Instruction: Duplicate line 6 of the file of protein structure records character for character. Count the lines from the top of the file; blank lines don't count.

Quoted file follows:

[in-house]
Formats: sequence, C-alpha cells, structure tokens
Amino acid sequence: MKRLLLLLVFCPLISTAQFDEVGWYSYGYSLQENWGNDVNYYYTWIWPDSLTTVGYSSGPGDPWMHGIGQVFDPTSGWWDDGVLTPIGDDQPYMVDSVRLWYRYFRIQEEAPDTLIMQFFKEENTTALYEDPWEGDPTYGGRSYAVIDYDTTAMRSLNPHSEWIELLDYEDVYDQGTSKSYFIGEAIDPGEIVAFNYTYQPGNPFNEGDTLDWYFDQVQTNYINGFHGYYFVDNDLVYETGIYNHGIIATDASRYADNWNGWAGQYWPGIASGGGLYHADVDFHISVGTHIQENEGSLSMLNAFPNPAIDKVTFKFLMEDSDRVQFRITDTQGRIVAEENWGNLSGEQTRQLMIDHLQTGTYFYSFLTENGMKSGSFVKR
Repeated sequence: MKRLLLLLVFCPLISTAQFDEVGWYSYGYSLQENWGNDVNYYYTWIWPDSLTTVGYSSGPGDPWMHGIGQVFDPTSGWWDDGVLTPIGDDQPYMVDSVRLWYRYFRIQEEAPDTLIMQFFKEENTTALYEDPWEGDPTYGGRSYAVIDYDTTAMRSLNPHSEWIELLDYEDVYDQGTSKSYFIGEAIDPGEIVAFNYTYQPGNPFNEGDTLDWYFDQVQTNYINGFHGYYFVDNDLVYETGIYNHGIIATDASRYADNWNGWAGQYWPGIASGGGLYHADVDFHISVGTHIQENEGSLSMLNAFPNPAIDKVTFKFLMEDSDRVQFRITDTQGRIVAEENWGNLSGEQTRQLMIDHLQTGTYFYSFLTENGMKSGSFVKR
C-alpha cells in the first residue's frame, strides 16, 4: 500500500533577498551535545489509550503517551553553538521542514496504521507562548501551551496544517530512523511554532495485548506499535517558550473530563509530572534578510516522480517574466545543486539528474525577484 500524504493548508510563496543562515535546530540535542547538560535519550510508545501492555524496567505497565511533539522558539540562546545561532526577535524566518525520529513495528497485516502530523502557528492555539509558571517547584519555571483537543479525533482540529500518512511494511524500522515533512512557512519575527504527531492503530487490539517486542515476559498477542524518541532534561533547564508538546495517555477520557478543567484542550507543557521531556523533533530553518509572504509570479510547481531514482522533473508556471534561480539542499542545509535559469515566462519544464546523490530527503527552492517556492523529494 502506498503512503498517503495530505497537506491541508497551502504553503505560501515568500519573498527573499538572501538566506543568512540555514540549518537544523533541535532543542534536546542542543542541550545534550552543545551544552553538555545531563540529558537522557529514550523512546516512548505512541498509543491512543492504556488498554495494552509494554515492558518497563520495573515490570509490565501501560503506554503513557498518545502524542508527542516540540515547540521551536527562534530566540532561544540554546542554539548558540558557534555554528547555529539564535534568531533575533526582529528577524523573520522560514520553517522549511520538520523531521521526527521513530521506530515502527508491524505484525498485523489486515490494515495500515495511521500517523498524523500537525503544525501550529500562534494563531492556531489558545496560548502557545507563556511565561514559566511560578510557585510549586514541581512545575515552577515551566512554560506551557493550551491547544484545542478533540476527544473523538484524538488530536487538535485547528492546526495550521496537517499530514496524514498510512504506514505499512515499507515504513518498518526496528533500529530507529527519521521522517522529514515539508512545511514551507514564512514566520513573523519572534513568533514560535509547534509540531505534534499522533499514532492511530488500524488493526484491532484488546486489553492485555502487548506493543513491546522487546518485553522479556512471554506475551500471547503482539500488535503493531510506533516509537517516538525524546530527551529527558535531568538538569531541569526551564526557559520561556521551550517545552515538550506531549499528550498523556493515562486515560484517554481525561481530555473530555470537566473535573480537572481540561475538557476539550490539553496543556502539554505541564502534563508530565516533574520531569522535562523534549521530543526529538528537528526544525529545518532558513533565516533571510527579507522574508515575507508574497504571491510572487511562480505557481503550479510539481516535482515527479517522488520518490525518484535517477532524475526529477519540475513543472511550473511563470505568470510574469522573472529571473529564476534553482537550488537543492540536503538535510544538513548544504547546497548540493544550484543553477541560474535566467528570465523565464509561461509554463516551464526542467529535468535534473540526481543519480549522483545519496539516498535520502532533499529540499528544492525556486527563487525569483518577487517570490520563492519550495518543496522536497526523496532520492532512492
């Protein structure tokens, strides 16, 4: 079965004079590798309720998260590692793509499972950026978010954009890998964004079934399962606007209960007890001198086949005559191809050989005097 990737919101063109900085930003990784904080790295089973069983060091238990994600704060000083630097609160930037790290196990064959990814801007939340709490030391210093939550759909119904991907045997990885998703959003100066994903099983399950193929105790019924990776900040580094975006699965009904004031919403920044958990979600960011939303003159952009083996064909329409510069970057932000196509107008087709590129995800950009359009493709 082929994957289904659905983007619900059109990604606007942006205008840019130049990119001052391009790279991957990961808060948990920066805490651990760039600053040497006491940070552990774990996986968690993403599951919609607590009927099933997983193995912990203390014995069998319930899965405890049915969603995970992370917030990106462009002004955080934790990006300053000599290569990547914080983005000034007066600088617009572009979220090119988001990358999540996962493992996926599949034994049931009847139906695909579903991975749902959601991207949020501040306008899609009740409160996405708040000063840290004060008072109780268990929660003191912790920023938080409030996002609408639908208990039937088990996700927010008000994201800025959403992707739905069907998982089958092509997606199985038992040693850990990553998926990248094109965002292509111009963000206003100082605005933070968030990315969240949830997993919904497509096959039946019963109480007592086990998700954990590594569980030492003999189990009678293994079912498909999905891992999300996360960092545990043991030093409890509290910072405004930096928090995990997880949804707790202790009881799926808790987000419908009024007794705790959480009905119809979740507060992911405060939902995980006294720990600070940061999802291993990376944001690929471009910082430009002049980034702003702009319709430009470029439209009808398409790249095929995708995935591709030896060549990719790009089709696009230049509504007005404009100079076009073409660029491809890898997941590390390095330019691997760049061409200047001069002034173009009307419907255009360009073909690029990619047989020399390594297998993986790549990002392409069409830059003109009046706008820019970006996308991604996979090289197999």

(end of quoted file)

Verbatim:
């Protein structure tokens, strides 16, 4: 079965004079590798309720998260590692793509499972950026978010954009890998964004079934399962606007209960007890001198086949005559191809050989005097 990737919101063109900085930003990784904080790295089973069983060091238990994600704060000083630097609160930037790290196990064959990814801007939340709490030391210093939550759909119904991907045997990885998703959003100066994903099983399950193929105790019924990776900040580094975006699965009904004031919403920044958990979600960011939303003159952009083996064909329409510069970057932000196509107008087709590129995800950009359009493709 082929994957289904659905983007619900059109990604606007942006205008840019130049990119001052391009790279991957990961808060948990920066805490651990760039600053040497006491940070552990774990996986968690993403599951919609607590009927099933997983193995912990203390014995069998319930899965405890049915969603995970992370917030990106462009002004955080934790990006300053000599290569990547914080983005000034007066600088617009572009979220090119988001990358999540996962493992996926599949034994049931009847139906695909579903991975749902959601991207949020501040306008899609009740409160996405708040000063840290004060008072109780268990929660003191912790920023938080409030996002609408639908208990039937088990996700927010008000994201800025959403992707739905069907998982089958092509997606199985038992040693850990990553998926990248094109965002292509111009963000206003100082605005933070968030990315969240949830997993919904497509096959039946019963109480007592086990998700954990590594569980030492003999189990009678293994079912498909999905891992999300996360960092545990043991030093409890509290910072405004930096928090995990997880949804707790202790009881799926808790987000419908009024007794705790959480009905119809979740507060992911405060939902995980006294720990600070940061999802291993990376944001690929471009910082430009002049980034702003702009319709430009470029439209009808398409790249095929995708995935591709030896060549990719790009089709696009230049509504007005404009100079076009073409660029491809890898997941590390390095330019691997760049061409200047001069002034173009009307419907255009360009073909690029990619047989020399390594297998993986790549990002392409069409830059003109009046706008820019970006996308991604996979090289197999």